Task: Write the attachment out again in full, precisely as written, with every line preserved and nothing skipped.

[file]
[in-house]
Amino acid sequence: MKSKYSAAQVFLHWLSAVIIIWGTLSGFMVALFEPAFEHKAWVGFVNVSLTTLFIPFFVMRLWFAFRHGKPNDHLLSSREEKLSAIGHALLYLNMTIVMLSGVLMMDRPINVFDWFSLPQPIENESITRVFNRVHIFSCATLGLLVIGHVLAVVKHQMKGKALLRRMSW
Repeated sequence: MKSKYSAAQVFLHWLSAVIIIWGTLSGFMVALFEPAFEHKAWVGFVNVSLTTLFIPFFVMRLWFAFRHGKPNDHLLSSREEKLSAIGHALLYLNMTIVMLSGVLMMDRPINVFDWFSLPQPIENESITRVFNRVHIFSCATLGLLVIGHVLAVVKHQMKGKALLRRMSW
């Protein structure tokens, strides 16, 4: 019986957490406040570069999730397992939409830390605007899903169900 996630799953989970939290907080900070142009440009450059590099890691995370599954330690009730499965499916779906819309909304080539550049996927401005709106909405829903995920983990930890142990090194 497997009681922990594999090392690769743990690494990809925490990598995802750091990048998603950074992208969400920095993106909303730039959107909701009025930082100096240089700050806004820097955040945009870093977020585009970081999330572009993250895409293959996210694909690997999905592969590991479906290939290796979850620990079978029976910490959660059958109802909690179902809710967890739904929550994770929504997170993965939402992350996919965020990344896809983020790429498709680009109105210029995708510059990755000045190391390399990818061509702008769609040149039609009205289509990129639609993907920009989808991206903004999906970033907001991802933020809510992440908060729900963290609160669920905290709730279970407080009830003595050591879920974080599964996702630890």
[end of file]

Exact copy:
[in-house]
Amino acid sequence: MKSKYSAAQVFLHWLSAVIIIWGTLSGFMVALFEPAFEHKAWVGFVNVSLTTLFIPFFVMRLWFAFRHGKPNDHLLSSREEKLSAIGHALLYLNMTIVMLSGVLMMDRPINVFDWFSLPQPIENESITRVFNRVHIFSCATLGLLVIGHVLAVVKHQMKGKALLRRMSW
Repeated sequence: MKSKYSAAQVFLHWLSAVIIIWGTLSGFMVALFEPAFEHKAWVGFVNVSLTTLFIPFFVMRLWFAFRHGKPNDHLLSSREEKLSAIGHALLYLNMTIVMLSGVLMMDRPINVFDWFSLPQPIENESITRVFNRVHIFSCATLGLLVIGHVLAVVKHQMKGKALLRRMSW
């Protein structure tokens, strides 16, 4: 019986957490406040570069999730397992939409830390605007899903169900 996630799953989970939290907080900070142009440009450059590099890691995370599954330690009730499965499916779906819309909304080539550049996927401005709106909405829903995920983990930890142990090194 497997009681922990594999090392690769743990690494990809925490990598995802750091990048998603950074992208969400920095993106909303730039959107909701009025930082100096240089700050806004820097955040945009870093977020585009970081999330572009993250895409293959996210694909690997999905592969590991479906290939290796979850620990079978029976910490959660059958109802909690179902809710967890739904929550994770929504997170993965939402992350996919965020990344896809983020790429498709680009109105210029995708510059990755000045190391390399990818061509702008769609040149039609009205289509990129639609993907920009989808991206903004999906970033907001991802933020809510992440908060729900963290609160669920905290709730279970407080009830003595050591879920974080599964996702630890």